Gina Blasbalg was brainwashed by the CIA. The Richmond homemaker was a victim of physical and psychological torture and unethical experiments. The “medical misadventure” took place in Canada more than 50 years ago at the Allan Institute in Montreal.
Although traumatized by the experience, her story is one of triumph, and today her life is about giving back to young people. Our story begins in Richmond, where Gina and her husband Ralph fuss over their four homestay students.
There are two kinds of meat loaf — sweet and savoury — on Gina Blasbalg’s dinner table. The “main” comes with mashed yams and potatoes, mushrooms and peas, caramelized onions, rice and soup with matzoballs. Lisa, Yvette, Jessica and Chris, homestay students from China and South Korea aged 12 to 18, tuck into their food with relish.
The teenagers have spent another day in Canada, living with the Blasbalgs who have created a home, far from home. “They are not picky eaters. Yvette likes everything and Lisa is on a diet,” says mother-figure Gina, who fusses over them constantly.
“We feel they have to eat. The little guy [Chris] is growing,” she says. Like many dinnertime conversations involving young people, the chatter is spotty until Chris lights up about his volleyball game.
Suddenly he’s animated, and the excitement is infectious. It was a thrilling match. He spiked the ball several times. They played a rousing game against one of the best schools in the league. “We call him our Ninja warrior,” says Ralph.
After dinner, Gina keeps track of the children’s’ activities. “These kids need attention,” she says. “They are coming from a different culture. “I know what it’s like to be away from a mother and a family.”
Gina Rossi was a wild kid in postwar Montreal who pounded nails into walls to get attention.
“I must have been a parent’s nightmare,” she says. Her rebellious ways didn’t matter to her kindly father, an Italian-immigrant who bought her ice cream at the park.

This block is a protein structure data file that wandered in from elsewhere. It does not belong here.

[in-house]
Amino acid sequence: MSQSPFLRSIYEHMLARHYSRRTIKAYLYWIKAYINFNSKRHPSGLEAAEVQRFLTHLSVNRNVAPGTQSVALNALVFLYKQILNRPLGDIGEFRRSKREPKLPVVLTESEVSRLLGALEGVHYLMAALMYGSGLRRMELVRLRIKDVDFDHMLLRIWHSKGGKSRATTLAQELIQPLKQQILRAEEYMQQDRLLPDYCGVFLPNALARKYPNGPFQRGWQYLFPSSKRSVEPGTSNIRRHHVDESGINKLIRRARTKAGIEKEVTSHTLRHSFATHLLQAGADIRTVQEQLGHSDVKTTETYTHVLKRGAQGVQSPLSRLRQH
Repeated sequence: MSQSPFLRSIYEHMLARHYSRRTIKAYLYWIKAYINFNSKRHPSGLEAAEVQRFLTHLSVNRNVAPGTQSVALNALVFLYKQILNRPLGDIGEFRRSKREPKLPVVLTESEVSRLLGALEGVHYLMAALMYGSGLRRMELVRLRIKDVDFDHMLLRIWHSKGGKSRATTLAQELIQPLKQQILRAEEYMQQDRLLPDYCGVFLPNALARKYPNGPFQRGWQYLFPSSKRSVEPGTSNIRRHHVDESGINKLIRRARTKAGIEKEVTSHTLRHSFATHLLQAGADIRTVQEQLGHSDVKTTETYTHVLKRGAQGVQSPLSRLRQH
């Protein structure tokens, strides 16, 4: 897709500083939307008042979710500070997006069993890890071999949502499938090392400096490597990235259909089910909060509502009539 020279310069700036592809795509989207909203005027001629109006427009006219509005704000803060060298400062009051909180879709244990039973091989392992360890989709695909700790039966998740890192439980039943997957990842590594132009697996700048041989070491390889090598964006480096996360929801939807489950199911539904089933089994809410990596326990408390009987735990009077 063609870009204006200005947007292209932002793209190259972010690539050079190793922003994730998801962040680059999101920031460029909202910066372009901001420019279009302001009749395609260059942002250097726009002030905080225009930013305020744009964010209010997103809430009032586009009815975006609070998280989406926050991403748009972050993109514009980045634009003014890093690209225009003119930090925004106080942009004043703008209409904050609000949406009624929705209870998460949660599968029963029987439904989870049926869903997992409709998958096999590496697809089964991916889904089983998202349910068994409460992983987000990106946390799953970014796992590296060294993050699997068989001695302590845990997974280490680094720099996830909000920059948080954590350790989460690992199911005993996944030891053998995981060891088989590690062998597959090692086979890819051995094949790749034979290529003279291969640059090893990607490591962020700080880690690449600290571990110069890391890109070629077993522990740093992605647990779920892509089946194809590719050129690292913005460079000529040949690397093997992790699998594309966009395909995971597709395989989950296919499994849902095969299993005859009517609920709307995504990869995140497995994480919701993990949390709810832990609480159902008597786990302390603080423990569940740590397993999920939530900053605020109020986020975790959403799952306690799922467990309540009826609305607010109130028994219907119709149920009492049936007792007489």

Her mother was a different story. Gina says she was “physically and emotionally abusive.” She was just 10 years old in 1952 when her father died unexpectedly. “My world crumbled and my life shattered,” she says.
Her mother did not want to have Gina and her sister around anymore. They were placed in an orphanage. Gina’s vulnerable life as a ward of the state was setting her up for an even bigger trial.
During the late 1950s and early ‘60s, fears spread that the Chinese had learned to ‘program’ the minds of Western prisoners during the Korean War.
New theories about drugs, electric shock and LSD were showing up and institutions wanted to test them. Gina’s helpless condition made her a prime victim for the revolutionary experiments being performed in Montreal.
The timing was perfect when Gina, a 16-year-old emotional wreck, arrived at Royal Victoria Hospital with infectious hepatitis.
“Being an orphan played hell with a child’s mind. I couldn’t stop crying,” she says. When doctors diagnosed depression, they sent her to a gothic 19th century mansion called Ravenscrag, also known as the Allan Memorial Psychiatric Institute.